Most dangerous chemicals?

  • #1
Rougesang
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Hi, to begin with, I am a bit of a chemistry noob.

I came across this YouTube video from a channel called SciShow explaining the 5 most dangerous chemicals.


In short these are the 5 chemicals listed in the video and why.

”Germany, 1939. In a secret bunker on the German-Polish border, Nazi agents were experimenting with a deadly chemical they named Substanz N. This chemical was extremely dangerous, boiling upon exposure to air, exploding upon contact with water, and releasing lethal hydrofluoric acid when decomposed. The Nazis planned to use Substanz N to arm their troops and melt Allied bunkers. However, they eventually deemed it too risky to work with and discontinued the experiments. This gives a glimpse into the realm of the most dangerous chemicals in the world, some of which even the Nazis found too extreme.

One such chemical is chlorine trifluoride, a highly potent fluorinating agent that can ignite violently upon contact with various substances, including things like bricks and asbestos. This compound is so reactive that it outperforms oxygen as an oxidizer, making it extremely hazardous to handle. Chlorine trifluoride is known for its ability to burn through concrete and dirt, highlighting its extreme danger. Azidoazide, another compound, is considered the most explosive chemical ever created, with its sensitivity being beyond the capabilities of measurement. Even the slightest disturbances can lead to explosive reactions, making it a nightmare to work with.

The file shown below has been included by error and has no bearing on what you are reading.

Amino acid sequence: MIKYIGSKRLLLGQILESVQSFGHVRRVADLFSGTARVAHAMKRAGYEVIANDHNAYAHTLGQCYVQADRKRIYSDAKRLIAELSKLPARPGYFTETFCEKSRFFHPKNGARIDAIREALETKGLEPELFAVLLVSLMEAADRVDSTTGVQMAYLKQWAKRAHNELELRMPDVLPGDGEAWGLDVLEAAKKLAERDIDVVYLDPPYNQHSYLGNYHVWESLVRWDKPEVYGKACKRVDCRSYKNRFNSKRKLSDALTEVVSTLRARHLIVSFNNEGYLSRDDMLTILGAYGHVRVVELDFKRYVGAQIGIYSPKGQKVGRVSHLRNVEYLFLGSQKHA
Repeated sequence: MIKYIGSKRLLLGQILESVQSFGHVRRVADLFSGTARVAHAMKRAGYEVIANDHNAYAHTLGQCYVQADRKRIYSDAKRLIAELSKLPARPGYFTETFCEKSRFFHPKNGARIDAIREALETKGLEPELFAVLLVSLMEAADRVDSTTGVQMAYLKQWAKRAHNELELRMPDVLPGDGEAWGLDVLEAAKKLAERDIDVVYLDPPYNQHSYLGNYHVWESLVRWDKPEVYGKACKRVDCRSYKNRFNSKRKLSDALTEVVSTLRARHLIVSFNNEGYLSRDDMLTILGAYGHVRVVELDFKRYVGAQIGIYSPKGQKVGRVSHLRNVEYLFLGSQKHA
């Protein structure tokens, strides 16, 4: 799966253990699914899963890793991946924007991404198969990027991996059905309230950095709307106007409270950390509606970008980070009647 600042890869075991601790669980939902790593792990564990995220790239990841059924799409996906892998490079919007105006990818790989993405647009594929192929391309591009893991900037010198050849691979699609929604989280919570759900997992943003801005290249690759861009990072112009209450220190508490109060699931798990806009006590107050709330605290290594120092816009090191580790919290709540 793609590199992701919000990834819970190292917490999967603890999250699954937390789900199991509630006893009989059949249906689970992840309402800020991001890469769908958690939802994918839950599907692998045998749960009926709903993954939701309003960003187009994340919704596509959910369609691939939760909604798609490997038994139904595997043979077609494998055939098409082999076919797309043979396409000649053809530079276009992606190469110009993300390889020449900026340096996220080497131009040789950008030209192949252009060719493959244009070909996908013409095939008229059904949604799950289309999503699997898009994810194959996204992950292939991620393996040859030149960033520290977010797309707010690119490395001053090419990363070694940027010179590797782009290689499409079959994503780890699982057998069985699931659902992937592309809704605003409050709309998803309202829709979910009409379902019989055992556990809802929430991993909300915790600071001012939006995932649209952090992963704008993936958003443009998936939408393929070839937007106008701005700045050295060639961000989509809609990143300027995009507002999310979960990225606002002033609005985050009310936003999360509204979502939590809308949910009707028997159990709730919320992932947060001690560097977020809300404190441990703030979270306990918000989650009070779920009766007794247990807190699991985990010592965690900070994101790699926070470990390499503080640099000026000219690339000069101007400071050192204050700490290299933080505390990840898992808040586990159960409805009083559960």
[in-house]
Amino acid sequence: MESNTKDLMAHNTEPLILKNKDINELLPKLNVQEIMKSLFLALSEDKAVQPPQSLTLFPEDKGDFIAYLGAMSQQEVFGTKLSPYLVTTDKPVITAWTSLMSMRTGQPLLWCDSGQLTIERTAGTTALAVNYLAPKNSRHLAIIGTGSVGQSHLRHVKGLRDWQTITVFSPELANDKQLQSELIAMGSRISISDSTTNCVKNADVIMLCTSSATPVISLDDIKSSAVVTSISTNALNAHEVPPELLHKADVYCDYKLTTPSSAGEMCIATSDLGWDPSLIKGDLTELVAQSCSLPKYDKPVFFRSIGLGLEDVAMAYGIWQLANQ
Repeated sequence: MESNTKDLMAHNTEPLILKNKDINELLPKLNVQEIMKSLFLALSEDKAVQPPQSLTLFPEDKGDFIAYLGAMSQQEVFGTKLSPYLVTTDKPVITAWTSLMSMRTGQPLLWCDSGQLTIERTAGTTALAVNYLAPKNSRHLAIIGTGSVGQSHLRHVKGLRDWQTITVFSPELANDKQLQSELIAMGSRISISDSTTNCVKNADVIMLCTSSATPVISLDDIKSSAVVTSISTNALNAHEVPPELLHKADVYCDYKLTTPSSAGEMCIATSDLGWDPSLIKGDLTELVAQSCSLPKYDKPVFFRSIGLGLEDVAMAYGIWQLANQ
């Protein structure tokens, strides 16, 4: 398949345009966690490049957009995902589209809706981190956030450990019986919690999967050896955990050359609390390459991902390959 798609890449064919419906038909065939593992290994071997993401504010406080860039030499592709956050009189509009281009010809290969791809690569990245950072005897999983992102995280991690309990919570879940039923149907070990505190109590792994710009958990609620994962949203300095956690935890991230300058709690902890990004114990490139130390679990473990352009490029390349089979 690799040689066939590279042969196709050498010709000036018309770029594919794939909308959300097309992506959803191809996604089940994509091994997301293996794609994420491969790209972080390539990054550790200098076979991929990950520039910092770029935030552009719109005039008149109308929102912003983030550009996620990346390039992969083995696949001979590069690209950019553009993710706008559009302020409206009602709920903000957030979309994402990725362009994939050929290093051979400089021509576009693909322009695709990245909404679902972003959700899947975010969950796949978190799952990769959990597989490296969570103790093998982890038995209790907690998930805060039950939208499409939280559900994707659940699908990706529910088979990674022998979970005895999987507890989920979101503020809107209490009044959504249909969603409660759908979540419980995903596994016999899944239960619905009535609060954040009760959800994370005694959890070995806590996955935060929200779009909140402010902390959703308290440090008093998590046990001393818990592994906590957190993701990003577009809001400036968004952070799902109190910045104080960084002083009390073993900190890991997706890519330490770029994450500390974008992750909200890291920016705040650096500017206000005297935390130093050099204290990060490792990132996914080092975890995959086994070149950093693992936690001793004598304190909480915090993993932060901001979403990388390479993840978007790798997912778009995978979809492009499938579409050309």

This is a free summary of a YouTube video autogenerated by
studygeniuspro.com
Dimethylcadmium, on the other hand, stands out as one of the most toxic chemicals gram for gram. This compound, a deadly organometallic substance, is known for its acute and chronic effects, swiftly affecting the bloodstream and major organs with toxic compounds of cadmium. The carcinogenic properties of dimethylcadmium further accentuate its lethal nature, making it a severe threat to human health. Despite its explosive and flammable characteristics, it's the extreme toxicity that makes dimethylcadmium stand out as one of the most dangerous chemicals in existence.
Thioacetone provides another perspective on chemical danger, being acclaimed as the world's smelliest compound. While not explosive or carcinogenic, the foul odor of thioacetone is unbearable, causing people to fall ill and leading to city evacuations. The pervasive stench of thioacetone showcases the diverse forms of danger that chemicals can exhibit, extending beyond physical harm to psychological and social impacts.
Lastly, fluoroantimonic acid claims the title of the strongest corrosive agent and the most dangerous acid ever created. This super acid, 10 quadrillion times stronger than sulfuric acid, poses a severe threat due to its ability to rip through organic tissues and even bones upon contact. The extreme reactivity of fluoroantimonic acid limits the ability to conduct experiments with it, as it devours glass and fume hoods, emphasizing the need for cautious handling and observation from a distance.”